Sanchez-Laws, A. (2010). Digital storytelling as an emerging documentary form. Vol 6. Bergen:, 359-366. viewed 31 July 2016,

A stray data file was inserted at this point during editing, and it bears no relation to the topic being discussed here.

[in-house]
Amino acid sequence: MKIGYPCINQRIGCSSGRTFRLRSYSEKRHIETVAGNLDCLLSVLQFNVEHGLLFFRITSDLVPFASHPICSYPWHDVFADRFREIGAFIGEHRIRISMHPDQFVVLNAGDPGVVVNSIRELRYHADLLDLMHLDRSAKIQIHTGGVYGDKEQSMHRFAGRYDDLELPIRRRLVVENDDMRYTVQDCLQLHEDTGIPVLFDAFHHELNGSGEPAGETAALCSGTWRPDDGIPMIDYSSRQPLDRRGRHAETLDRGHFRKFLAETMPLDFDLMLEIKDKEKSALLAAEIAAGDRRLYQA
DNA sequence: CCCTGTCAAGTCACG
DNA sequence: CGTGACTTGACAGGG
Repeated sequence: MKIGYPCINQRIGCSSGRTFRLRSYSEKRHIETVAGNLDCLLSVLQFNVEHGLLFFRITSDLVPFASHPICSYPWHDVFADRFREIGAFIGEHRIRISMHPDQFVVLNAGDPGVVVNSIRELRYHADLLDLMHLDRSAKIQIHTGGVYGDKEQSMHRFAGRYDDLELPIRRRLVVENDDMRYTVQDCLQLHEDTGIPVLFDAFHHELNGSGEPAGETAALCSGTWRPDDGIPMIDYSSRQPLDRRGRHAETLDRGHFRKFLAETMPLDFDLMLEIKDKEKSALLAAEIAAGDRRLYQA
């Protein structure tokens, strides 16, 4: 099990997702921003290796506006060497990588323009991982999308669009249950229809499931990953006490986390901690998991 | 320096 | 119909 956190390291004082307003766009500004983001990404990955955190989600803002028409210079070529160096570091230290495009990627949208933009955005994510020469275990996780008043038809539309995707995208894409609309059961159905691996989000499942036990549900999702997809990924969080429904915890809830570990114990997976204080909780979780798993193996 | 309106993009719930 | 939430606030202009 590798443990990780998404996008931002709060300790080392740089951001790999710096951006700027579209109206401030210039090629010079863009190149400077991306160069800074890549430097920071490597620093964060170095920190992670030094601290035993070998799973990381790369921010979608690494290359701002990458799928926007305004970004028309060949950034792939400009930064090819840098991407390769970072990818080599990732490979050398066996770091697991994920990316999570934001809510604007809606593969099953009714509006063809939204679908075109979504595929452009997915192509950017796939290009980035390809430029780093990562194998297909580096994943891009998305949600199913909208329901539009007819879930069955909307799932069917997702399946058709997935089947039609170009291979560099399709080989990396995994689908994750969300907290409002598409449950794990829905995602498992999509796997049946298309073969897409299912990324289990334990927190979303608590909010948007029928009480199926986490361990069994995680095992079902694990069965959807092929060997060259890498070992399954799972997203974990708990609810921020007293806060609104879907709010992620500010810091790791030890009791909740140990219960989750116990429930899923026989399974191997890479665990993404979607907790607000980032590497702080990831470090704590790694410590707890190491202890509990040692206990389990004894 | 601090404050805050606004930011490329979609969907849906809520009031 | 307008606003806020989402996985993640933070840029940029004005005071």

Sanchez-Laws is a PhD in the Department of Science and Media Studies at the University of Bergen, presents the concept of studying digital storytelling through the scope of documentary. Analysing the forms of storytelling and comparing them to the characterization of documentaries. Through this comparison of multiple storytelling methods it is possible to argue that there is a correspondence between digital storytelling and documentary filmmaking contextually. Defining the ability of digital storytelling as personal, short and public, Sanchez-Laws dissects further to concur that this mode of storytelling diverges into two components: the practitioner and the product. Her evidence discovers that while the product falls under the bellcurve of standards required for documentaries, the practitioners are considered amateurs in contrast and therefore places more pressure on the storytelling process. She highlights the process as one that links generations and communities, one that focuses on a more personal aspect in preference to a contract with the public that provides truthful storytelling found in documentaries. On further extrapolation, new digital media practices are presented as a dynamic new medium that has provided a platform for audience members and viewers. In this knowledge then brings new relationships that develops an essential point of discussion; emphasising the importance for professional creators to acknowledge amateur creators. The negative aspects of autobiographical documentary is further highlighted as Sanchez-Laws questions the authenticity of this storytelling method and it’s moral ambiguity that’s involved. While this report provides an evenly skewed opinion on both digital storytelling and it’s comparison to traditional documentary, it lacked information on digital mediums – despite lighting touching on this topic.